QNX Displaces Windows 8 Inside the 'Connected' Car

Dennis Faas's picture

A recent study by Gartner found that Microsoft's Windows Phone mobile platform has now surpassed BlackBerry in smartphone market share.

But there's hope yet for the Waterloo, Ontario-based firm: the company is rapidly preparing itself to take advantage of the 'connected' car revolution.

It's expected that BlackBerry's mobile operating system, QNX, will be the key to connecting drivers' smartphones to their in-car infotainment systems.

Inside the Car: QNX Eclipsing Windows

QNX is slowly but steadily taking over as the dominant platform for connecting mobile devices to a vehicle. The reason: many automotive manufacturers prefer the QNX platform to Windows CE, which until recently had been the default operating system inside many cars.

A major advantage of QNX is that it's a distributed operating system, meaning anyone can license it from BlackBerry to produce their own applications. That makes using it easier and extremely appealing for developers.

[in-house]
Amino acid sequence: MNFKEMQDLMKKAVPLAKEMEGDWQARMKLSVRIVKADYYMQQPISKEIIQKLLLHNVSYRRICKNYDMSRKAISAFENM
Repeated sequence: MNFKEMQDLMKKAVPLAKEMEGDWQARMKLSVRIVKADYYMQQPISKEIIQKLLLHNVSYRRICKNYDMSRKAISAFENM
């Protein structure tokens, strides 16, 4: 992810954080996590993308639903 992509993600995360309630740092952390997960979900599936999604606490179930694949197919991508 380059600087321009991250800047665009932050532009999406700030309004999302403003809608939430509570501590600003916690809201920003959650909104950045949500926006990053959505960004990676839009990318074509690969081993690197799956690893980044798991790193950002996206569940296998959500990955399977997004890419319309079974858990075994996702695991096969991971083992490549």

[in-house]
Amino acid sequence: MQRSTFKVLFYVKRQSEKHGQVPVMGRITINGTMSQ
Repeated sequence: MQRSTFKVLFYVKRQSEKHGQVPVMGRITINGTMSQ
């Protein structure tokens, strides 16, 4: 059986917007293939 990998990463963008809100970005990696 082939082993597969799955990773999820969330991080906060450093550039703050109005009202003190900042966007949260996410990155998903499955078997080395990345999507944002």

Some automotive insiders have suggested that the problem with Windows 8 isn't its user interface -- which is specifically tailored to touch screen displays like those seen in many new cars -- but could be the result of the operating system's relatively closed-source nature.

Simply put, unlike the Unix-style QNX platform, Windows 8 isn't optimized for this kind of development. (Source: digitaltrends.com)

QNX Surge Could Result in BlackBerry Turnaround

For BlackBerry, the benefits of this trend could be huge. Good press for QNX -- which BlackBerry acquired three years ago -- is good press for the BlackBerry smartphone.

It's also likely that having QNX on your smartphone and in your car's infotainment system could make for a more seamless integration experience, making it easier to transfer music, videos, and navigation directions from one platform to the next.

Even better, such integration could also make it easier for BlackBerry owners to update the firmware on their car's infotainment system and find out why their "check engine" light just came on. (Source: autonet.ca)

For BlackBerry, all of this is welcome news. Insiders speculate that we could start to see a QNX takeover of automotive entertainment systems within the next two to three years.

That can only help a QNX-based smartphone that has seen its share of the smartphone market slip to just 3 per cent.

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